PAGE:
The report also notes with concern the continued drive to expand state repression and surveillance in the United States and Europe, justified in the main by the supposed threat of terrorism. Citing the Paris terror attacks last November, the report warns that “past experience of major attacks in Europe raised concerns that human rights protections would again be weakened in the name of security.” According to the report, 298 people had been charged in France with the “broad and indefinite” crime of “glorification of terrorism” within less than three months after the Charlie Hebdo attacks last January.
In the United States, spy agency leaders seized upon the Paris attacks last year to renew their calls for a “back door” to online encryption, despite the fact that the Paris attackers did not encrypt their communications. Meanwhile, Guantanamo Bay’s detention center remains open despite years of empty promises by Obama to close it. And last year’s National Defense Authorization Act, signed into law by Obama, “tightened existing restrictions on the transfer of detainees out of Guantanamo,” making the release or transfer of detainees even more difficult.
Many of the worst human rights violations elsewhere in the report were committed by allies of the United States or the European imperialist powers. In discussing the Saudi-led invasion of Yemen, for example, in which civilian infrastructure has been deliberately targeted, the report argues that by virtue of providing “intelligence, logistical support and personnel” to the Saudis the United States would be “potentially jointly responsible for laws-of-war violations by coalition forces.” The report also cites continuing US aid to Egyptian dictator Abdel Fattah al-Sisi as well as the Obama administration’s waiving of provisions of the Child Soldier Prevention Act to continue supporting the militaries of several African countries.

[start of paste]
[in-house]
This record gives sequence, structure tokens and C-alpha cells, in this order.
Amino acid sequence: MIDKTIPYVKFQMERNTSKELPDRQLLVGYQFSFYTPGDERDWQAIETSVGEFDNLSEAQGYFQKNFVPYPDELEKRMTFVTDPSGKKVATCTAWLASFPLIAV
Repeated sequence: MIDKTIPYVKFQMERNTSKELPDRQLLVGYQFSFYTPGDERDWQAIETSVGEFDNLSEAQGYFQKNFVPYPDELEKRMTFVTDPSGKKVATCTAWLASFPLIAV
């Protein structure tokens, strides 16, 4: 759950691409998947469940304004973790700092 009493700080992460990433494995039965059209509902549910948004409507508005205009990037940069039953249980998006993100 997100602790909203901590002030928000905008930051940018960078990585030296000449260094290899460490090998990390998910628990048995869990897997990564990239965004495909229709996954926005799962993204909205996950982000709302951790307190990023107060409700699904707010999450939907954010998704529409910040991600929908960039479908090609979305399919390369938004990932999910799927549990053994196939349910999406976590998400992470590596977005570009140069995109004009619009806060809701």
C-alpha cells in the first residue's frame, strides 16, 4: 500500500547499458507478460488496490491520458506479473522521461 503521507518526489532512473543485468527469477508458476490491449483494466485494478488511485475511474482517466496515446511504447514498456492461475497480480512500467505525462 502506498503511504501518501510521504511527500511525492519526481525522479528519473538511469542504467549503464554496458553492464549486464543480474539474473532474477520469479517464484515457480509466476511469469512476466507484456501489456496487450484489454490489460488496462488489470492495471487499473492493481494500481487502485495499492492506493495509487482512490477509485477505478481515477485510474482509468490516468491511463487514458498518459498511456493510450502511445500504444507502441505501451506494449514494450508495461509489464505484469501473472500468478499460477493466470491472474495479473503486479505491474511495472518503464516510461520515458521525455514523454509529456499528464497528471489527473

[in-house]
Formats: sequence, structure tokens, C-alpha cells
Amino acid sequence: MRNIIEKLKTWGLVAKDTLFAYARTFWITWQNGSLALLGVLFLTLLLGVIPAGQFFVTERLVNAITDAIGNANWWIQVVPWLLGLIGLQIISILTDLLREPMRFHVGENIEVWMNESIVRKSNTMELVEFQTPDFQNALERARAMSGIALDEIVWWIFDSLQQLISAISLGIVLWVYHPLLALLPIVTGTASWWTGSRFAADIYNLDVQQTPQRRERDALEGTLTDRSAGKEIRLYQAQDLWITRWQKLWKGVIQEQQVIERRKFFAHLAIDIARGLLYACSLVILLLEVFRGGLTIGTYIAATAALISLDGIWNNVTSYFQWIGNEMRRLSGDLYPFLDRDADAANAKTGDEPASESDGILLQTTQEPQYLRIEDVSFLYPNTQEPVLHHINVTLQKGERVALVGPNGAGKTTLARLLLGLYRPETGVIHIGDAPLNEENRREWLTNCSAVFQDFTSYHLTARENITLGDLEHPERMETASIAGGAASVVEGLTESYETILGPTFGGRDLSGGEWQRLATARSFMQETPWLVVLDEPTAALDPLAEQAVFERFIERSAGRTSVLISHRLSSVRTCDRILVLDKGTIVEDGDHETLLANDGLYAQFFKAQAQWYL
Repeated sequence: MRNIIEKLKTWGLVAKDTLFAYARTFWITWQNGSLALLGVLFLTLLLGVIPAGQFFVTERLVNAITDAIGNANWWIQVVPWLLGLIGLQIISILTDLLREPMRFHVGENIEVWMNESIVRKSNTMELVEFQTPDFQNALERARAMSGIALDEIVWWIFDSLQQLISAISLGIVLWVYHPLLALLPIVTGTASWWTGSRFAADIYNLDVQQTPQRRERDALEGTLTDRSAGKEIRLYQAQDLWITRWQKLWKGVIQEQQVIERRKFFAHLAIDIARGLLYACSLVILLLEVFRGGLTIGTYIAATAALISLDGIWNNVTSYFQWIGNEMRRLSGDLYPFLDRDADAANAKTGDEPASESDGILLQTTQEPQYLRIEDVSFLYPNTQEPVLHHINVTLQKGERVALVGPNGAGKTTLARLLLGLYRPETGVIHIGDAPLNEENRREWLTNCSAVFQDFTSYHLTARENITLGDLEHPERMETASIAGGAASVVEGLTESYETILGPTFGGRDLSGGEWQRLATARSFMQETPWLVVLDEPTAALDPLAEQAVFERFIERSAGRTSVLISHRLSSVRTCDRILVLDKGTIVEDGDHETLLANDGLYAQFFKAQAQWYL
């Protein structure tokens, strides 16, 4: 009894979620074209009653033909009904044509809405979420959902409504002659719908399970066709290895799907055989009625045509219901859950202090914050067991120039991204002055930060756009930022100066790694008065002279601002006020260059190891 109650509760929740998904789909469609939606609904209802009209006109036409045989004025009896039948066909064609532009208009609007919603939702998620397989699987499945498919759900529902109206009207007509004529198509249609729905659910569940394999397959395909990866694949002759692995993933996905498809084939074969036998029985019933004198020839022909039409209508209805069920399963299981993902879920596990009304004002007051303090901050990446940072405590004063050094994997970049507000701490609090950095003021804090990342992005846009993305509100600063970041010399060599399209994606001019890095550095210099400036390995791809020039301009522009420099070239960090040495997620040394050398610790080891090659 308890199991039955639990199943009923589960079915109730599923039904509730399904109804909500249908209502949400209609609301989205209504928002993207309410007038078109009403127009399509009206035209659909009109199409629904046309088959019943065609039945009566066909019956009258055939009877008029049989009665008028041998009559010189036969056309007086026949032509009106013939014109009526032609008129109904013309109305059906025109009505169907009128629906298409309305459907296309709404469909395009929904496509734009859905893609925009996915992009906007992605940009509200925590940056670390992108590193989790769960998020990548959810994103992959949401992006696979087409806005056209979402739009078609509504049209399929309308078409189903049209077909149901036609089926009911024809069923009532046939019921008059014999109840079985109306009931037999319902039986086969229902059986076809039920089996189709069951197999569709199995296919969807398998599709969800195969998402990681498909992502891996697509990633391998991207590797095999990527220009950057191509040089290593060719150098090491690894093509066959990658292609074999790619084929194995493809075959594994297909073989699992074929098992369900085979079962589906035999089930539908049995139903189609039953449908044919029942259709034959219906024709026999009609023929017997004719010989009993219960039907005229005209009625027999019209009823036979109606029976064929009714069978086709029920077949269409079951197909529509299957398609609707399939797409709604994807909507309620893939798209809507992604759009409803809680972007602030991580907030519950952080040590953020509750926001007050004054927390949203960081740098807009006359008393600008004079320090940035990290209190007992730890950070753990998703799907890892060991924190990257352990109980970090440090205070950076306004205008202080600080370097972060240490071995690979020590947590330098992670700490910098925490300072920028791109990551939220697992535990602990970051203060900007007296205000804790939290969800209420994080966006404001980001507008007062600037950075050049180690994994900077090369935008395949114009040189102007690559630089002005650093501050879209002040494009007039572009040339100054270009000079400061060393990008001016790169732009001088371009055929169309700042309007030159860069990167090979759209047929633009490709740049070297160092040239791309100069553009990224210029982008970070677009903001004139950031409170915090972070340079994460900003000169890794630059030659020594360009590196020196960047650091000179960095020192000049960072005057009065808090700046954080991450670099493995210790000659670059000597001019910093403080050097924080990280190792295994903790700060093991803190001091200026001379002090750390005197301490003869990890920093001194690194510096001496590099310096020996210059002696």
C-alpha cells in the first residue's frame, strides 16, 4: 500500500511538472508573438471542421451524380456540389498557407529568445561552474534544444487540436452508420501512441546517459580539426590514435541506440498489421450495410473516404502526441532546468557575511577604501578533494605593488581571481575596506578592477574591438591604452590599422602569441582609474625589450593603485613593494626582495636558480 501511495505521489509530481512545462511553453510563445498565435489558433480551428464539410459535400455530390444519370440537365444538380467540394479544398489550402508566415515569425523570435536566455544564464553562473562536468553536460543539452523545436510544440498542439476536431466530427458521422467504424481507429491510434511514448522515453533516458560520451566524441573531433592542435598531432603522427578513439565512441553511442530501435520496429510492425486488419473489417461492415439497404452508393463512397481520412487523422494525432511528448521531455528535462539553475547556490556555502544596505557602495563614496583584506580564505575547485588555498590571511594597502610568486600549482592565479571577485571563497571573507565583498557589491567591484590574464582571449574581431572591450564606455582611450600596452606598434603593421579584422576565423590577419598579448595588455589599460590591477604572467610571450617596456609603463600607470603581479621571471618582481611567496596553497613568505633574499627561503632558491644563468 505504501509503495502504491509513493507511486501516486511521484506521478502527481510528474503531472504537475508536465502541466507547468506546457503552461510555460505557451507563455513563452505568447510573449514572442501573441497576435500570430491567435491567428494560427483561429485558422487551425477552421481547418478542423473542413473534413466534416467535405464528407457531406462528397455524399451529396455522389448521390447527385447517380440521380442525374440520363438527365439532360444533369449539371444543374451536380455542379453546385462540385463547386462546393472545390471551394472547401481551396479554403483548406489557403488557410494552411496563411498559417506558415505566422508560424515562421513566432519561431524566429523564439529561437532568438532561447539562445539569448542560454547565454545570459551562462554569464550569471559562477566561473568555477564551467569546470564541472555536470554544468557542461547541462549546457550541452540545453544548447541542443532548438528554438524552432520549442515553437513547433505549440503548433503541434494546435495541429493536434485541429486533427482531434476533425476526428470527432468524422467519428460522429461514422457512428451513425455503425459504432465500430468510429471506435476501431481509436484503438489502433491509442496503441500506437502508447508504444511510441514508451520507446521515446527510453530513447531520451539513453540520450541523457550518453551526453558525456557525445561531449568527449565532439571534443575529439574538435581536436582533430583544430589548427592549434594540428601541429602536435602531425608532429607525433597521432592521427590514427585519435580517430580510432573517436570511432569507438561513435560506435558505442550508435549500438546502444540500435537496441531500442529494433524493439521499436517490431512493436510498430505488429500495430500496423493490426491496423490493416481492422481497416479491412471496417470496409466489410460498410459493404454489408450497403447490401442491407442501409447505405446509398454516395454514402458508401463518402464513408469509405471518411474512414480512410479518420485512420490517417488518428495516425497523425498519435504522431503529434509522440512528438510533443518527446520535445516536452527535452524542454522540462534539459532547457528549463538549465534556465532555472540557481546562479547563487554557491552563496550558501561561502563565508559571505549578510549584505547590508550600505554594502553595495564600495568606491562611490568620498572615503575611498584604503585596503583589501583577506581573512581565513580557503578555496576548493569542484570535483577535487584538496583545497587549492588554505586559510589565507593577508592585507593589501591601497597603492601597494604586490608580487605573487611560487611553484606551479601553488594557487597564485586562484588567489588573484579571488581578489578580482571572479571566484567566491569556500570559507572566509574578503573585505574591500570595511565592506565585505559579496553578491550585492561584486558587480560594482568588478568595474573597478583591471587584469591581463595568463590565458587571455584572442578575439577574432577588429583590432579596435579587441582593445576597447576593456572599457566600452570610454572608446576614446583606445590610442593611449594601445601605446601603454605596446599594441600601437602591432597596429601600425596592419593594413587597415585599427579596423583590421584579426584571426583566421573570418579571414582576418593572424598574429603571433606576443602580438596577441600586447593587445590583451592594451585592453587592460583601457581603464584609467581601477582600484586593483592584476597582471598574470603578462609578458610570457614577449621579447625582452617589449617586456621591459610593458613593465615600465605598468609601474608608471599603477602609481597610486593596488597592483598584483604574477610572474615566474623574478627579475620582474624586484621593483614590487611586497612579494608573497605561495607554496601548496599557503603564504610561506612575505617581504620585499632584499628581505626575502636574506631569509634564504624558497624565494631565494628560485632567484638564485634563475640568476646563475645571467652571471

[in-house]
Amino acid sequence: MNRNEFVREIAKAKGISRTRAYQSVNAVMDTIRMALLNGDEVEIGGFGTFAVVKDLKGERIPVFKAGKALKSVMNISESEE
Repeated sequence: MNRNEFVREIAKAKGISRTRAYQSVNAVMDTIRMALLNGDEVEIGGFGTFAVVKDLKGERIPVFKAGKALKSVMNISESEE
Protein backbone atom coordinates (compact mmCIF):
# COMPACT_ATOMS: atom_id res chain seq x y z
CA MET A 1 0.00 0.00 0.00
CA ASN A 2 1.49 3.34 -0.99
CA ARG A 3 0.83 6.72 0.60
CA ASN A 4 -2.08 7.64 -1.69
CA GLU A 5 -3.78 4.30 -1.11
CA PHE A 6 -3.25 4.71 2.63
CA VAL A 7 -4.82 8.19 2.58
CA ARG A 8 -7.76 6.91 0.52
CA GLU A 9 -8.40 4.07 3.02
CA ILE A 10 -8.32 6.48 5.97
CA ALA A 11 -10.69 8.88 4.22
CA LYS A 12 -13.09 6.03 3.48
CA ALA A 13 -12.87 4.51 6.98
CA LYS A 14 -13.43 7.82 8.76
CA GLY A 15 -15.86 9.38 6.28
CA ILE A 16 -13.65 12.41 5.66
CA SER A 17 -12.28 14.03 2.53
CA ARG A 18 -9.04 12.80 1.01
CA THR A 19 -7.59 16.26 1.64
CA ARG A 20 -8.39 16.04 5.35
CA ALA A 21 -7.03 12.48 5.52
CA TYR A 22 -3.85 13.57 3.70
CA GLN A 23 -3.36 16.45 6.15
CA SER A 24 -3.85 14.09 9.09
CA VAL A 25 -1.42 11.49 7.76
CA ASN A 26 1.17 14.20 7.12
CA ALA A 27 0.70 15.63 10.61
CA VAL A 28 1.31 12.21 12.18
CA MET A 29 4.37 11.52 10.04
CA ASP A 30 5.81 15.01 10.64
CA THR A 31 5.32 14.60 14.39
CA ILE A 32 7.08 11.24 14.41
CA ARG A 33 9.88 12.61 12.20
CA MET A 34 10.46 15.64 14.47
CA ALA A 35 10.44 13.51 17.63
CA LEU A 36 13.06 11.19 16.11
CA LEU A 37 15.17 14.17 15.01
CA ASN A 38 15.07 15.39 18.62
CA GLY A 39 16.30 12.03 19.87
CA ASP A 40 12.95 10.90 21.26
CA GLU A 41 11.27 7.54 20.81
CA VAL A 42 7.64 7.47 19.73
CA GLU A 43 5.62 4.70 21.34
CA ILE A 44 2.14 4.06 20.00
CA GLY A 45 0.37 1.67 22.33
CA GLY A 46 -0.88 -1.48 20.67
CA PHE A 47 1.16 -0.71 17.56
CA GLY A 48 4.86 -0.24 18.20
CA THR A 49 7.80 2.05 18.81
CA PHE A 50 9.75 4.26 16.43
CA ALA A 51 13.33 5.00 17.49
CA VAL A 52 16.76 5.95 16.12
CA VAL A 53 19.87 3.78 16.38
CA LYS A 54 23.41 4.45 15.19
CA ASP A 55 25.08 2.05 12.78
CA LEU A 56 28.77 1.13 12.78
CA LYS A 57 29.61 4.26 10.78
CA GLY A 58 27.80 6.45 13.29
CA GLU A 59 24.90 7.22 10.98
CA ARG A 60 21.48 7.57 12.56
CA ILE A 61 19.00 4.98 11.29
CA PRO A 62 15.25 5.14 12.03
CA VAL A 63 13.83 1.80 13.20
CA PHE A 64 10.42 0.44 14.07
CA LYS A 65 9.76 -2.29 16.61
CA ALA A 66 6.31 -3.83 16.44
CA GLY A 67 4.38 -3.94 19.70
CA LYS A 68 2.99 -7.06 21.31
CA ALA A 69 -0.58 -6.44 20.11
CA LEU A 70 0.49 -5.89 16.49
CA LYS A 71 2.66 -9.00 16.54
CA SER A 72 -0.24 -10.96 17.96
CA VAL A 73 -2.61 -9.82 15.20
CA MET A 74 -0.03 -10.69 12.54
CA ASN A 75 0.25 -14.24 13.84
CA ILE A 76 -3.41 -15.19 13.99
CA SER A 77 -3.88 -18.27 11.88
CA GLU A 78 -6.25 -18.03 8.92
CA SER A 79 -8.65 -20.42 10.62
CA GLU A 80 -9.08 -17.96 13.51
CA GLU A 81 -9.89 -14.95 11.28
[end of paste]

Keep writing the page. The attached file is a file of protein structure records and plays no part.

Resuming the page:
World imperialism has justified countless criminal wars over the past quarter century under the fraudulent pretext of “humanitarian interventionism.” Now, a leading human rights group is compelled to admit that these same powers are responsible for major human rights violations within their own borders. This not only exposes imperialism’s professed concern for “human rights” as a fraud, it is also an indication of the growth of police-state forms of rule within these countries, directed above all against their own working classes.